Twinkie Clark, the only BMI-registered composer on the song, owns 50% of "Family Feud" publishing share.

Outside of this example, Gospel Music has had a solid history of being sampled by mainstream artists. In the past year alone, Mary Mary’s most popular hit “Shackles” (a UK Top 10 and US Top 40) was sampled by BRIT Award Winning Rapper Stormzy on his UK #1 album “Heavy Is The Head”, and most recently by Lecrae and YK Osiris. Kirk Franklin was also sampled on Daniel Caeser’s ‘Freudian’ album.

Twinkie Clark now owning the rights to her work with The Clark Sisters means she will also receive revenue from her songs being used the Lifetime Biopic. The day following the premiere, the sisters received the largest amount of daily YouTube views since at least 2018.

The Clark Sisters, DEMAND - YouTube
The Clark Sisters received over 150,000 YouTube views on April 11, 2020. MBN research via Demand

There was also a huge spike in google searches for tickets to see them live, according to Music Industry Platform ‘DEMAND’.

The Clark Sisters, DEMAND - Google
Google searches related to live shows and tickets for The Clark Sisters reached its peak on April 12, 2020. MBN Research via Demand.

The Clark Sisters’ latest release ‘The Return’ was released on March 13, 2020.

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Analysis

A.R.M.S. has delivered $1.6m in unpaid royalties to artists since 2018

ARMS (Artist Royalty and Music Services) was launched in 2016 by producer David Salas.

MBN Staff

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Young Buck (of G-Unit), A.R.M.S. client
3 min read

Story Highlights

  • A.R.M.S. was launched in 2016 by producer David Salas.
  • The company has collected unclaimed royalties for The Chi-Lites, Young Buck (G-Unit), Fobia, Tierra, and Bobby Day.

Family-owned royalty collection agency ARMS (Artist Royalty and Music Services) announced today that they have successfully delivered $1.6million in unpaid royalties to artists and rights holders over the last two years. Founded by longtime music producer David Salas, the company’s unique model is one that favors the client. As opposed to paying any fees upfront, ARMS takes a backend commission on any royalties collected on behalf of rights holders.

According to the company’s website, David Salas (and wife Daphee) started ARMS to track down his father’s lost royalty payments. David is the son of Rudy Salas, former member of latin soul group El Chicano and co-founder of latin R&B group Tierra (along with his brother Steve).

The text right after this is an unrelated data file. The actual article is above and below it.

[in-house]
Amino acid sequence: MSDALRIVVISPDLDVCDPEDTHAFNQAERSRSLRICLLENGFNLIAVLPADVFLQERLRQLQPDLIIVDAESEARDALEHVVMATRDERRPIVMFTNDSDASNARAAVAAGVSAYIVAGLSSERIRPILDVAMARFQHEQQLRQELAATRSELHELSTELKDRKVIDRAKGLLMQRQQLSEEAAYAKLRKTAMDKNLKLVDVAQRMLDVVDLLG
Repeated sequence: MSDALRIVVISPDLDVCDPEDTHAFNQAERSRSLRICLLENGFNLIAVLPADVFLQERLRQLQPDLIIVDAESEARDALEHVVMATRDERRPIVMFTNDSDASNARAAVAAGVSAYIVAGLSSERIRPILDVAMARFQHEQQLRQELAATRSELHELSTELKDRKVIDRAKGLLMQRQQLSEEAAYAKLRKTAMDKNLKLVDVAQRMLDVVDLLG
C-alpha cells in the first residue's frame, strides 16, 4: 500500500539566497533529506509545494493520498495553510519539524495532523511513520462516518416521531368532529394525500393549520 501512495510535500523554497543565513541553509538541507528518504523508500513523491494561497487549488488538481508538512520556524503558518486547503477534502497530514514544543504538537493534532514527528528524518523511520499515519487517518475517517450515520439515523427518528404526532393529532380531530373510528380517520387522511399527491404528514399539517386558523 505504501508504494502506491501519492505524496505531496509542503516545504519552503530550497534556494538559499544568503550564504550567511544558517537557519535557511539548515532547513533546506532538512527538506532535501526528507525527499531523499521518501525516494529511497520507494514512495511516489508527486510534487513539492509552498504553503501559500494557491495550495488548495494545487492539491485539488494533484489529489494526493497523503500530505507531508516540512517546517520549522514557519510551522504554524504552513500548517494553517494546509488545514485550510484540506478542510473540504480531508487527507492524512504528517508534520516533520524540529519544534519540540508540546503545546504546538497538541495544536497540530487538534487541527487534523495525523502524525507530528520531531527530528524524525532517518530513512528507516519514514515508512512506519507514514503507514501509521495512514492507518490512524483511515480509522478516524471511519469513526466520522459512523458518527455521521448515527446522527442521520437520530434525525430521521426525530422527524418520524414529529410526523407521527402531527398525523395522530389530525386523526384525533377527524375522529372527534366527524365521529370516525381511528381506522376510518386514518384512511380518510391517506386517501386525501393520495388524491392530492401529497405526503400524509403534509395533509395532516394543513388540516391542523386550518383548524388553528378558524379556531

Unaware to many, streamlining royalty payments – from processing to payouts – is not always as straightforward as what might assume it ‘should’ be. In many cases, artists never receive the royalties they are due – often referred to as ‘Black Box Royalties’. This occurs when a performer, writer, label or publisher cannot be properly traced – leaving their royalties unallocated.

It may be hard to understand how this can even happen in today’s world – but it does. One of the most common and substantial ways is with streaming services. Platforms like Spotify pay an upfront licensing fee to labels for the use of their catalogs for a limited period.

Spotify

If, however, the label’s catalog earns less in royalties on the platform than what was paid to them upfront before the contract ends, the ‘loose change’ ends up being unallocated.

Additionally, you still find cases where artists have not registered with the necessary collection societies, internationally – or the metadata on file is incorrect. In this case, the society does not know who to pay so the funds are held until they are sought out. This is where ARMS comes in.

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The company was launched in 2016, and has worked to collect royalties for The Chi-Lites, Young Buck (G-Unit), Fobia, Tierra, Bobby Day (“Rockin Robin”) and more.

ICYMI:

Most artists and even actors or voice over artists are not aware that they can receive royalties from their actual performance, like the hook, as a feature, as a band member etc”, said Salas.

Most artists and even actors or voice over artists are not aware that they can receive royalties from their actual performance

David Salas (CEO, Artist Royalty and Music Services)

Most royalties traditionally had gone to songwriters, publishers or the label but international streaming royalties are different and we help make sense of it all.”

To ensure artists are not shortchanged by their services, ARMS does not process any royalties they collect on behalf of performers or rights holders. Instead, the company has the collection society make the cheques payable to the client – who then pays ARMS a pre-agreed commission.

To that end, Salas added: “Being a musician myself, I know it’s hard to trust people in the music business, so I built this company with the premise that transparency would be absolute and our role would be hands-on. We are a small company with big ambitions.“